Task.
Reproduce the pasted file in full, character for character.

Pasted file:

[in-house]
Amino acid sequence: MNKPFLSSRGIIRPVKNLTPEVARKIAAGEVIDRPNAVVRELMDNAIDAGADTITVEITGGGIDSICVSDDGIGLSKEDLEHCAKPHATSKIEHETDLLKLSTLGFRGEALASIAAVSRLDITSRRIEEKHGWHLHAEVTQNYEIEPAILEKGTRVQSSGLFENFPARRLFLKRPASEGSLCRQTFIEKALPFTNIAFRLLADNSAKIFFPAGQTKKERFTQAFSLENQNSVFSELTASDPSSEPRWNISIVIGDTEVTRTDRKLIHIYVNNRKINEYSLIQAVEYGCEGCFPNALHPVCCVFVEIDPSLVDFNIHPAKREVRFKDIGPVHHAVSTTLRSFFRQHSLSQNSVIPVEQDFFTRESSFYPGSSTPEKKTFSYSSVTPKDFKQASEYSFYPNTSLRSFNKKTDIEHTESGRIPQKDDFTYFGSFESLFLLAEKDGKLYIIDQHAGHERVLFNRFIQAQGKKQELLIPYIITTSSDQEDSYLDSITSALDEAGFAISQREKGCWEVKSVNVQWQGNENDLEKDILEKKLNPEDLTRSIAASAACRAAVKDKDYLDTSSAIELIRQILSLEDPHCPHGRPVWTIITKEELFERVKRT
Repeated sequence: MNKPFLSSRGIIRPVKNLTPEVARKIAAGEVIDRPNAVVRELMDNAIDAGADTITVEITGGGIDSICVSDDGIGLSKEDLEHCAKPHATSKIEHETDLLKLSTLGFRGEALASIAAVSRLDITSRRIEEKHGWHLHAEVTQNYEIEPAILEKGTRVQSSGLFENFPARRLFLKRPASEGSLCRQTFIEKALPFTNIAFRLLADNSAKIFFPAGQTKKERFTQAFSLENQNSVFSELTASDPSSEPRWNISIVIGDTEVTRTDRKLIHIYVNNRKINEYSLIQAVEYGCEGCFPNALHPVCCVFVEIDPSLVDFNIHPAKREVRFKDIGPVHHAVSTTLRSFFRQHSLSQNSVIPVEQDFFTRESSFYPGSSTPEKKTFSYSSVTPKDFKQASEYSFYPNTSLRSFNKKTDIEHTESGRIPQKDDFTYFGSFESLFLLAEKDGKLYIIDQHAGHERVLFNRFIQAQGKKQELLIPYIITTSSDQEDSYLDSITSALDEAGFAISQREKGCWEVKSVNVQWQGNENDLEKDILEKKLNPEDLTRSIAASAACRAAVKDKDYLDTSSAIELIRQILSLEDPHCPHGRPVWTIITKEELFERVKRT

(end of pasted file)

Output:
[in-house]
Amino acid sequence: MNKPFLSSRGIIRPVKNLTPEVARKIAAGEVIDRPNAVVRELMDNAIDAGADTITVEITGGGIDSICVSDDGIGLSKEDLEHCAKPHATSKIEHETDLLKLSTLGFRGEALASIAAVSRLDITSRRIEEKHGWHLHAEVTQNYEIEPAILEKGTRVQSSGLFENFPARRLFLKRPASEGSLCRQTFIEKALPFTNIAFRLLADNSAKIFFPAGQTKKERFTQAFSLENQNSVFSELTASDPSSEPRWNISIVIGDTEVTRTDRKLIHIYVNNRKINEYSLIQAVEYGCEGCFPNALHPVCCVFVEIDPSLVDFNIHPAKREVRFKDIGPVHHAVSTTLRSFFRQHSLSQNSVIPVEQDFFTRESSFYPGSSTPEKKTFSYSSVTPKDFKQASEYSFYPNTSLRSFNKKTDIEHTESGRIPQKDDFTYFGSFESLFLLAEKDGKLYIIDQHAGHERVLFNRFIQAQGKKQELLIPYIITTSSDQEDSYLDSITSALDEAGFAISQREKGCWEVKSVNVQWQGNENDLEKDILEKKLNPEDLTRSIAASAACRAAVKDKDYLDTSSAIELIRQILSLEDPHCPHGRPVWTIITKEELFERVKRT
Repeated sequence: MNKPFLSSRGIIRPVKNLTPEVARKIAAGEVIDRPNAVVRELMDNAIDAGADTITVEITGGGIDSICVSDDGIGLSKEDLEHCAKPHATSKIEHETDLLKLSTLGFRGEALASIAAVSRLDITSRRIEEKHGWHLHAEVTQNYEIEPAILEKGTRVQSSGLFENFPARRLFLKRPASEGSLCRQTFIEKALPFTNIAFRLLADNSAKIFFPAGQTKKERFTQAFSLENQNSVFSELTASDPSSEPRWNISIVIGDTEVTRTDRKLIHIYVNNRKINEYSLIQAVEYGCEGCFPNALHPVCCVFVEIDPSLVDFNIHPAKREVRFKDIGPVHHAVSTTLRSFFRQHSLSQNSVIPVEQDFFTRESSFYPGSSTPEKKTFSYSSVTPKDFKQASEYSFYPNTSLRSFNKKTDIEHTESGRIPQKDDFTYFGSFESLFLLAEKDGKLYIIDQHAGHERVLFNRFIQAQGKKQELLIPYIITTSSDQEDSYLDSITSALDEAGFAISQREKGCWEVKSVNVQWQGNENDLEKDILEKKLNPEDLTRSIAASAACRAAVKDKDYLDTSSAIELIRQILSLEDPHCPHGRPVWTIITKEELFERVKRT